Student discussion is necessary for issues on campus

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The Wilfrid Laurier University board of governors meeting at the end of the month was going to be an opportunity for students, staff and faculty alike to express their views on the infamous statue project. Unfortunately, things went a different way.

A group opposing the installation of the statues were informed that a special advisory committee will instead come to an agreement on what to do next for the statues, excluding any presentation the opposing group had prepared for.

Firstly, this may be a good thing. With so many opposing views, it’s important to strike a committee that can rationally come to an agreement on something.

However, freedom of speech and student engagement must still be present. This committee will have certain members sit on it to decide on an “appropriate” action, but student voices must be heard further than a student representative.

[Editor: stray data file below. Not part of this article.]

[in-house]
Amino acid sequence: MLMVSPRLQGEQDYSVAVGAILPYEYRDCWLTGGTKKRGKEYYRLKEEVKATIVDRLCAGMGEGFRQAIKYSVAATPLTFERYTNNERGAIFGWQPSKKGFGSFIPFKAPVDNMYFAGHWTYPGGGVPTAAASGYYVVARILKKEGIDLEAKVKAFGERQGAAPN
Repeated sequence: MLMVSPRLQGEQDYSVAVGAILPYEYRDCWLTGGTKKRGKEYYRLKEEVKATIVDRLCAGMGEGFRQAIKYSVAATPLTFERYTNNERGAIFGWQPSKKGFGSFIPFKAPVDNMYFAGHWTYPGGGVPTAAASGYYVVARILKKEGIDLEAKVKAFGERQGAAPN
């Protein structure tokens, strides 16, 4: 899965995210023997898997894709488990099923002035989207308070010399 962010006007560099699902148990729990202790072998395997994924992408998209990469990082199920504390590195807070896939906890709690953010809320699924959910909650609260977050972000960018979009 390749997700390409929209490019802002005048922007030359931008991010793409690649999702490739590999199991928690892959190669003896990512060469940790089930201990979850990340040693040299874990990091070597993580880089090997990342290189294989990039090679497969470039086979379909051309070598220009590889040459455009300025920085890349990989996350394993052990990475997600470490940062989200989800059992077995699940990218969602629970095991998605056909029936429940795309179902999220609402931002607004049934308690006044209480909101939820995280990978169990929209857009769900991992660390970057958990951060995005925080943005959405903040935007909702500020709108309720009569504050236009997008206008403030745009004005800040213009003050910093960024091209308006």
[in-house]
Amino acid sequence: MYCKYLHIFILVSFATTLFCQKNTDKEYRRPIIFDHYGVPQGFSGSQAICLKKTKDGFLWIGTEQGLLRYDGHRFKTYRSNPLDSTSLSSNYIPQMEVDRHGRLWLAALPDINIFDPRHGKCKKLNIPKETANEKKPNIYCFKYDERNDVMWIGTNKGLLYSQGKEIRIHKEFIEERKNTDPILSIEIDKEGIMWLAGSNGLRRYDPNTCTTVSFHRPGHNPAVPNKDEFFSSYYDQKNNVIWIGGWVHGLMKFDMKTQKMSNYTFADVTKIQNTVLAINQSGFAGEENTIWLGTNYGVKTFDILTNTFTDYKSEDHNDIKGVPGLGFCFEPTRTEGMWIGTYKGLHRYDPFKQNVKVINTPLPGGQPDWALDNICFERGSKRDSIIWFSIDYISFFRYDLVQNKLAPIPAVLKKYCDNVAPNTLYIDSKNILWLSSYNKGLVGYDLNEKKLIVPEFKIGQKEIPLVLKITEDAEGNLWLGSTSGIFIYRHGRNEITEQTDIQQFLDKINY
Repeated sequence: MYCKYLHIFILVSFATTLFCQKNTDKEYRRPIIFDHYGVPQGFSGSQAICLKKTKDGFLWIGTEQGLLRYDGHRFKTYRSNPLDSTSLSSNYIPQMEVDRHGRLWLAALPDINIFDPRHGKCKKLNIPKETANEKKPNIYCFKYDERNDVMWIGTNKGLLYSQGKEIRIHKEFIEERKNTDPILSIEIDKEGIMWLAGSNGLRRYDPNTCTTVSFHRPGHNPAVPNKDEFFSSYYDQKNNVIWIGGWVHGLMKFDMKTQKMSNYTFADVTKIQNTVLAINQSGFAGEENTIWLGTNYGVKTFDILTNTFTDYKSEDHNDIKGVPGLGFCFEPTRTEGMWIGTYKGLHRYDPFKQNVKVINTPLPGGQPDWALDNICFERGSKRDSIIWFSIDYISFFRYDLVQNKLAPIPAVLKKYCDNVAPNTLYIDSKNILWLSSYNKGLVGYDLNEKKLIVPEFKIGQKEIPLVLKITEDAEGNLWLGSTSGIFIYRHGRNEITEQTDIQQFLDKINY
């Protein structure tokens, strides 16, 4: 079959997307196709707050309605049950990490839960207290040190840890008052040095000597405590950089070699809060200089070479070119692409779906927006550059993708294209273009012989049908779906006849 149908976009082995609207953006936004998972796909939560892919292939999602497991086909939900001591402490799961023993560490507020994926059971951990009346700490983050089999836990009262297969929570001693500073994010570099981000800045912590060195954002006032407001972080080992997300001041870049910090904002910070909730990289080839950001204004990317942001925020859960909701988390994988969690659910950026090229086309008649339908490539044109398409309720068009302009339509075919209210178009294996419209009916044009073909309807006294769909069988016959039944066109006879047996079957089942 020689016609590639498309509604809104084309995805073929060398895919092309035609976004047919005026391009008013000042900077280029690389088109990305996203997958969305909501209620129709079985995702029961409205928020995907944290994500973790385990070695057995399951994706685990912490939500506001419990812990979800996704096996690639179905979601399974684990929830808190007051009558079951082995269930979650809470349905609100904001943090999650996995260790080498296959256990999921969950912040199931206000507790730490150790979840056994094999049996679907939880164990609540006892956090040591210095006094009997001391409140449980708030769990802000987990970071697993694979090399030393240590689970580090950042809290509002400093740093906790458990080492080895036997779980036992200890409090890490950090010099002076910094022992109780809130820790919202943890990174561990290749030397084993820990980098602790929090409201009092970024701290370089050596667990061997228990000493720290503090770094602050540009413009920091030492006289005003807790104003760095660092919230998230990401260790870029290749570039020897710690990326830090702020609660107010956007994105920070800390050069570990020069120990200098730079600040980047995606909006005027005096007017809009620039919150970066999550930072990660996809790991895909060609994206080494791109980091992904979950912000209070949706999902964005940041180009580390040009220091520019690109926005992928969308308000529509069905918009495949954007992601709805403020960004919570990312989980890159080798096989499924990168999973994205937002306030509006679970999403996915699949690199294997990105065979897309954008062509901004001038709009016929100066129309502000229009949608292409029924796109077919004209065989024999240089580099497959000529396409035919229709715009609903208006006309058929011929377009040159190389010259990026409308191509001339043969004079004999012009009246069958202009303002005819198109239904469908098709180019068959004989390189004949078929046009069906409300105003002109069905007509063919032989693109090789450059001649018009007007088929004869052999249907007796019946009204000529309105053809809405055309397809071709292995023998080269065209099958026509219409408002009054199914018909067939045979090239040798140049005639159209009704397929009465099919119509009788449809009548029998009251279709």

The Wilfrid Laurier University Students’ Union said from the beginning they stand non-partisan. If students have concerns, they are to approach the Union. This is good, but students may not feel like a non-partisan group will represent them in front of others who are partial to a particular side.

Laurier and the Students’ Union claim they want student voices and discussions to happen. But there is skepticism that students questions will even be heard. The way some students go about their activism makes others feel like the loudest students are the only ones being listened to, and this does not make for the appropriate discourse Laurier preaches.

To reach maximum collaboration and productivity as a university, students must be able to contribute their thoughts and ideas to rising issues. Critical discussions involving heated but moderated debates within the student body should not be exclusively held behind closed doors.

This advisory committee may be beneficial in helping everyone finally come to a decision, but it is important that others play a deserved role in that decision being made.

And regardless of what the decision is, this may be greater than some people sitting in a room. If something like the statues project is going to continue to divide the student body, maybe a referendum question should be presented to let students really show how they feel.

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